Skip to main content

MMYIF: Robin Hood: Prince of Thieves

My Misspent Youth In Films...

Robin Hood: Prince of Thieves
Directed by: Kevin Reynolds
Starring: Kevin Costner, Morgan Freeman, Mary Elizabeth Mastrantonio
Released: June 14, 1991

When Robin and his Moorish companion come to England and the tyranny of the Sheriff of Nottingham, he decides to fight back as an outlaw.

What I Thought Then

I thought it was one of the best interpretations of Robin Hood that I'd ever seen. Way better than that one with the animals. And much more serious.

What I Think Now

This is Kevin Costner at the peak of his career. Field of Dreams and The Untouchables were behind him. The apocalyptic miscalculations of Waterworld and The Postman were still in the future. He'd just come off directing and starring in the awards darling Dances with Wolves, and here he was teaming up with his old friend/director Kevin Reynolds to make a reinterpretation of Robin Hood that focused on a "poor little rich kid discovers social justice" angle instead of just being a traditional carefree adventurer. Which is certainly a take. It's far from the most embarrassing take on the material, but it's still something. Robin of Locksley returns from the Crusades a broken man with Moorish sidekick Azeem in tow (Morgan Freeman, and how quaint to see movies from a time when Muslims were considered exotic curiosities as opposed to terrorist threats) only to find his father murdered and Nottinghamshire terrorized by an oppressive sheriff (Alan Rickman, who is by far the most watchable thing in this whole picture). He meets up with some version of his merry men, including Friar Tuck, Will Scarlet and Little John, and courts the lovely Maid Marian. Hijinks (and explosions) ensue!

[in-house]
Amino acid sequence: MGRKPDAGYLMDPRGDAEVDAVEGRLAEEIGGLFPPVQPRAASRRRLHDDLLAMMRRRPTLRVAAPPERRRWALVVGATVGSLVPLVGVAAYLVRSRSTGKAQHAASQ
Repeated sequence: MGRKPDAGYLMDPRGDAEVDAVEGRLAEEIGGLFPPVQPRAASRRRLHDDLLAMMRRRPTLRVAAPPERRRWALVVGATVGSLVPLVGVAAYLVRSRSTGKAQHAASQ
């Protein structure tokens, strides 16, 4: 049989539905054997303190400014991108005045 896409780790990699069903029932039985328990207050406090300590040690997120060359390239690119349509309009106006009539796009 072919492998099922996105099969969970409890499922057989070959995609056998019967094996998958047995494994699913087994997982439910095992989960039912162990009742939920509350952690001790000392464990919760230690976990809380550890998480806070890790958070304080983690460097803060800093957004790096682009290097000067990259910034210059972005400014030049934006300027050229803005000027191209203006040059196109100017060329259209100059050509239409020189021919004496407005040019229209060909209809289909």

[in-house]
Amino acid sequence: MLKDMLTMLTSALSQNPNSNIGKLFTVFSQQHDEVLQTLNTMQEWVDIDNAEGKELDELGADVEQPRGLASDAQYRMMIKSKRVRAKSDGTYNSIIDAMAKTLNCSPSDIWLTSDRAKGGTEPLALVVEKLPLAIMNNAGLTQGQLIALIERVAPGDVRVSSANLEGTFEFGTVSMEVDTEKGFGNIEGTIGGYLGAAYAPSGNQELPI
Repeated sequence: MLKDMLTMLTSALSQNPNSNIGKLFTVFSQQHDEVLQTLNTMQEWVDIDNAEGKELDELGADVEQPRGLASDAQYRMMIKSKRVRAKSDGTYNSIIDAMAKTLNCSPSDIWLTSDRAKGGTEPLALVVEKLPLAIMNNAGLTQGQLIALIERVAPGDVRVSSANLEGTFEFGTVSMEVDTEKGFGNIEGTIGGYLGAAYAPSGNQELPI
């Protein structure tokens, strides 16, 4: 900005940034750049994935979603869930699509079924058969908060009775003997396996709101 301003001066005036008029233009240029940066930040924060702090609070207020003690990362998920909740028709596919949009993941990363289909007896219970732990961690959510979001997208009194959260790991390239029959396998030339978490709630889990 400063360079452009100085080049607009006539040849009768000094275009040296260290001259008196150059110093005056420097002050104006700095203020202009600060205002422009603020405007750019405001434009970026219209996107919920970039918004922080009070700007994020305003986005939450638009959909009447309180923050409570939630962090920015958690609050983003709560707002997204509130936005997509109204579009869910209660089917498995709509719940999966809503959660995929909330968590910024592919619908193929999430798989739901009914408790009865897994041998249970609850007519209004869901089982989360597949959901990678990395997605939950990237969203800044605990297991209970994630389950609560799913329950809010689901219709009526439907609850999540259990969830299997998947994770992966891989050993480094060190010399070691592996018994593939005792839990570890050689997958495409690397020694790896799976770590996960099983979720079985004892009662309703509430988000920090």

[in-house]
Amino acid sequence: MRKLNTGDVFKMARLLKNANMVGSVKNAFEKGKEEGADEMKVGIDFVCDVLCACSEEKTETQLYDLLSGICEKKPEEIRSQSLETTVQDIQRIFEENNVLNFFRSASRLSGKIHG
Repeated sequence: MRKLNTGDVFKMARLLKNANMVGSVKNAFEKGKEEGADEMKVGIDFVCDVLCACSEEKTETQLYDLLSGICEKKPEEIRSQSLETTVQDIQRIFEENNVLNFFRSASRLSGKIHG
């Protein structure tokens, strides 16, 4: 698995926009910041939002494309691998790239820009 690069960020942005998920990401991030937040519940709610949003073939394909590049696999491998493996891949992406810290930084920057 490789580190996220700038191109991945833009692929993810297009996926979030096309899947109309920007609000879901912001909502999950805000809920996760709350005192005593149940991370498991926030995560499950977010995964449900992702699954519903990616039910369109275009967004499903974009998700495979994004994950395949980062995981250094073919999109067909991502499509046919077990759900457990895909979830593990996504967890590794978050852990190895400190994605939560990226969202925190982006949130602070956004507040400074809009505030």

And you know what? I still like it. I liked it more than I expected to, honestly. It was a box office success for a reason--the movie's a lot of fun. The action beats play pretty well. The cinematography is a bit over-dramatic--there's a lot of fish-eye lens business going on--but it does manage to get the drama across. The production design is fantastic. It's got a lot going for it. The script is... meh. It works narratively, but everyone speaks in platitudes and grand declarations. This makes the conversations come across as unnatural, but on the other hand it makes for a film that's chock-full of quotable lines. I had a girlfriend in high school who loved to recite the "Why a spoon, cousin?" / "Because it's dull, you twit, it will hurt more" exchange. I find myself occasionally quoting the witch Mortianna who, after Nottingham throws a temper tantrum, dryly responds "Something vexes thee?"

Casting is hit-or-miss. Costner's very much out of his depth. He's a good actor with no shortage of on-screen charm, but there's so much latent Americana woven into his DNA that he feels supremely out of place in Merry-Olde-England. I mean, there's a reason he keeps making movies about baseball. He and Reynolds never agreed on what to do with his accent, and in the final product it's fairly inconsistent but mostly just distractingly wrong--although having seen him in Thirteen Days, attempting an accent might actually have made matters worse. Morgan Freeman, similarly, is a compelling presence, but you'd never mistake him for a Turk. Christian Slater's Will Scarlet is also a bit distracting, especially since he's sporting 90s hair-drapes. The rest of the cast is solid, though. Rickman's a treat, as is Mary Elizabeth Mastrantonio as Maid Marian. Michael Wincott chews scenery as a lieutenant bad guy. Friar Tuck and Little John are wonderful, and just over-the-top enough. And of course that cameo from Sean Connery is a crowd-pleaser (speaking of misplaced accents).